The Energy Department on August 29 announced $16 million for 17 projects to help sustainably and efficiently capture energy from waves, tides, and currents. Together, these projects will increase the power production and reliability of wave and tidal devices and help gather valuable data on how deployed devices interact with the surrounding environment.
The Energy Department awarded about $13.5 million for eight projects to help U.S. companies build durable, efficient wave and tidal devices that reduce overall costs and maximize the amount of energy captured. The projects will develop new drivetrain, generator and structural components as well as develop software that predicts ocean conditions and adjusts device settings accordingly to optimize power production. For example, ABB of Raleigh, North Carolina, will develop an affordable, efficient generator, that is half the size of a traditional generator, while Ocean Energy USA of Sacramento, California, will develop and test a hull design for a floating wave device.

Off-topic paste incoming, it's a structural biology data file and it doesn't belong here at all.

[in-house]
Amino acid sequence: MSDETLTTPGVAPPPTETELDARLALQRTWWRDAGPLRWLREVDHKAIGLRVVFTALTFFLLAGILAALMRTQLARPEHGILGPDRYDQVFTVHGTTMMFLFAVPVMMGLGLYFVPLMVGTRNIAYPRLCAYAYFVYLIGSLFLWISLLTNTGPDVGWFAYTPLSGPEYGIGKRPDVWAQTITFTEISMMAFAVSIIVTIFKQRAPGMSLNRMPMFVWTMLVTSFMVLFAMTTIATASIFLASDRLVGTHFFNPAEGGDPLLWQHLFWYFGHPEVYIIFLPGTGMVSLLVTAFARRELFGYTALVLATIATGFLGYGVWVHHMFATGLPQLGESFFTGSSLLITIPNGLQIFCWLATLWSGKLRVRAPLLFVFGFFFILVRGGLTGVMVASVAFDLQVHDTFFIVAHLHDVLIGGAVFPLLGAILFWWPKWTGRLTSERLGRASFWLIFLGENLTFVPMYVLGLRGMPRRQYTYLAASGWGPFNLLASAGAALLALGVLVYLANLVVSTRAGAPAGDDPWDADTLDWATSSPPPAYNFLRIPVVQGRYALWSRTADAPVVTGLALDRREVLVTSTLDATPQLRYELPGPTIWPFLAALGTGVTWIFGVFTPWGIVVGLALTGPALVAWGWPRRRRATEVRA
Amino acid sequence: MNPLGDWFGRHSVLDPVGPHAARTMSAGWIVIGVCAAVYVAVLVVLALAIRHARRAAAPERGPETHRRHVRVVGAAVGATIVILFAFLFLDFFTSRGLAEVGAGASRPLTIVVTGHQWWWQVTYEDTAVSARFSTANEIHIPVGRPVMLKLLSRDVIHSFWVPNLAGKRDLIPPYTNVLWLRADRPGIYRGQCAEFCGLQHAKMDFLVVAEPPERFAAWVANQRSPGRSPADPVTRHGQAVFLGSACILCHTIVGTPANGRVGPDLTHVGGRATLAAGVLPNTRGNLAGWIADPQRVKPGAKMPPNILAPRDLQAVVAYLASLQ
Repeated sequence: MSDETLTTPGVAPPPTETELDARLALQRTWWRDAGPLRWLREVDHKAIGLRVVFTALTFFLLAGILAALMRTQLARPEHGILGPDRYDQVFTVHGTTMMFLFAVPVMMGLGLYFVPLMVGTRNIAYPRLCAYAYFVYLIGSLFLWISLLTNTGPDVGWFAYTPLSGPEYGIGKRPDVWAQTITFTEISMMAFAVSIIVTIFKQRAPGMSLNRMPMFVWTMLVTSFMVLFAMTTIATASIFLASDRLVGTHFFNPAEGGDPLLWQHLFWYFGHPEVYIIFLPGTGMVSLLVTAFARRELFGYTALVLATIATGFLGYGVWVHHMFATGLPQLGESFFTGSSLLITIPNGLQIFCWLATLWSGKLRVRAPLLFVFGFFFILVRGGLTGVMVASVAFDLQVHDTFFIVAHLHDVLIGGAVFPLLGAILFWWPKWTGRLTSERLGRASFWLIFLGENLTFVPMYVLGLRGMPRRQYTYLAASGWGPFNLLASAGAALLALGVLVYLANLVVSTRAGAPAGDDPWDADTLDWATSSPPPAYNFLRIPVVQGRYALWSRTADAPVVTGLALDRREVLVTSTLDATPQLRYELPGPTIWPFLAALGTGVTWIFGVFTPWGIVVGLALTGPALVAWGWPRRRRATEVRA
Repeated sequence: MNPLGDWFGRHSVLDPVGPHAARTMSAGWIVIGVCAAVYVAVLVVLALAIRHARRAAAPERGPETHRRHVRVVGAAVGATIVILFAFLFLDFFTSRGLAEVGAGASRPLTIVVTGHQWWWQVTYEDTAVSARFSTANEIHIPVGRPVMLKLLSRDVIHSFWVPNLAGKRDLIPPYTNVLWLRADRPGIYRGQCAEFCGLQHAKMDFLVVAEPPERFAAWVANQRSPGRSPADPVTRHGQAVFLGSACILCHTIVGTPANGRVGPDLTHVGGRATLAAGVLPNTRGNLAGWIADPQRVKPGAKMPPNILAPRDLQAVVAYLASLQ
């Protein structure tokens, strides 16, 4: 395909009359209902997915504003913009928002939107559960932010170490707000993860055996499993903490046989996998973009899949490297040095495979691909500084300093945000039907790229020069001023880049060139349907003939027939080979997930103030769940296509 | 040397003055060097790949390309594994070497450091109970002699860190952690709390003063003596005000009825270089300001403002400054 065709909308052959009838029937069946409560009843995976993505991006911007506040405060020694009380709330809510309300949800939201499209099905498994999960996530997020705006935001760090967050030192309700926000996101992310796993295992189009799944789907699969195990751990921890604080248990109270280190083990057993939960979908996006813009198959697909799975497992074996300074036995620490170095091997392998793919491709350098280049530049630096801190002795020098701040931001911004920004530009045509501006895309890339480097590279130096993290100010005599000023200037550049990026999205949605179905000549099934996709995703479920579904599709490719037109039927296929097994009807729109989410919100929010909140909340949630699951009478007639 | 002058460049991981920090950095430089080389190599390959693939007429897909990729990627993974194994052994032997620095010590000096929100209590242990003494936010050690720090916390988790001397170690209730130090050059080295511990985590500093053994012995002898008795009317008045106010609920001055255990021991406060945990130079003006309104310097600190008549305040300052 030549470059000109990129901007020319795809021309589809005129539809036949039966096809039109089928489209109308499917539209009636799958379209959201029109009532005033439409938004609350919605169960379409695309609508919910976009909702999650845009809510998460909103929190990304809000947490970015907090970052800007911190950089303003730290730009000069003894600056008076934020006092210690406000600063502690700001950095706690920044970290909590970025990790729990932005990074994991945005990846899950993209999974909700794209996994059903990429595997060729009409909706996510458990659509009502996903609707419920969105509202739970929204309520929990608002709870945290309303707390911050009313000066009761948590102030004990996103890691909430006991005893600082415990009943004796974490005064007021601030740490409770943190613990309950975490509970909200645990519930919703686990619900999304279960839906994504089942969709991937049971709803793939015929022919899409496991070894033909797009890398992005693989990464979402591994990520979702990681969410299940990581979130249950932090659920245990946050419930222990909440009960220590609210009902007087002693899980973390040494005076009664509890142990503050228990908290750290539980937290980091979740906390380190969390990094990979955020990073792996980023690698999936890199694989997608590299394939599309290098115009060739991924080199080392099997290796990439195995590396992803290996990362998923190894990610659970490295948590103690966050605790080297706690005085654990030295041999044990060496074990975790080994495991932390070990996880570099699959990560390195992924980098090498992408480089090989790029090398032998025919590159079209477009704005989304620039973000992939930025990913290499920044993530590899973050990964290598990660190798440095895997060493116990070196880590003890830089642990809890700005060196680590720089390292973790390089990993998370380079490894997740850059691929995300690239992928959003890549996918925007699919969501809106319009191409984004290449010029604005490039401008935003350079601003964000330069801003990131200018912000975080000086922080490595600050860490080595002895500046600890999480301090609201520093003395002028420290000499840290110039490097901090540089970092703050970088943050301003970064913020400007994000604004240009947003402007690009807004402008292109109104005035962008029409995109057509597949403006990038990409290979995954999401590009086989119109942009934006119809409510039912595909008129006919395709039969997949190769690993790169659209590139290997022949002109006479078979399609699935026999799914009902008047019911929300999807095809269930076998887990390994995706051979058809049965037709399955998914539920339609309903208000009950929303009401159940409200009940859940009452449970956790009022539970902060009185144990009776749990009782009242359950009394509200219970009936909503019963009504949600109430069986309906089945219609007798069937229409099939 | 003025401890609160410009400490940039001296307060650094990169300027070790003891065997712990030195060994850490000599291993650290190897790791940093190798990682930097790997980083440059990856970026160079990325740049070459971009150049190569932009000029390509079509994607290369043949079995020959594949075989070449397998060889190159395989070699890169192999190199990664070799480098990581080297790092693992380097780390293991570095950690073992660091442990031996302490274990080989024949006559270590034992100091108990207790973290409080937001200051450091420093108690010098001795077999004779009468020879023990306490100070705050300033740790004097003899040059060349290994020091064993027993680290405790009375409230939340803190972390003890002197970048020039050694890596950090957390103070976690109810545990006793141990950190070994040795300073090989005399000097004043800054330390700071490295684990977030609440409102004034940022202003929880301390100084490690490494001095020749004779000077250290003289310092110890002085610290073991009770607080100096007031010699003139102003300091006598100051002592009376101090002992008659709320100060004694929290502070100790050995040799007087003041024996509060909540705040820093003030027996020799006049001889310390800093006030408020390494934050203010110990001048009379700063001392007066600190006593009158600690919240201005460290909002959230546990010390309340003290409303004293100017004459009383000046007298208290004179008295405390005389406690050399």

The Energy Department also awarded $2.4 million to nine projects that will gather and analyze environmental data from wave and tidal projects as well as potential development areas. As this nascent energy industry grows, these projects will help ensure that potential environmental impacts are addressed proactively and that projects can be developed efficiently and responsibly. The U.S. Department of the Interior's Bureau of Ocean Energy Management is providing $300,000 towards these awards.
Tidal and wave energy can be harnessed wherever changing tides, waves, or currents move a significant volume of water—including off the coasts of many U.S. cities where there is high electricity demand. The Department’s latest nationwide wave and tidal energy resource assessments identify up to 1,400 terawatt hours of potential generation per year. One terawatt-hour of electricity is enough to power 85,000 homes. See the Energy Department press release and the complete list of projects .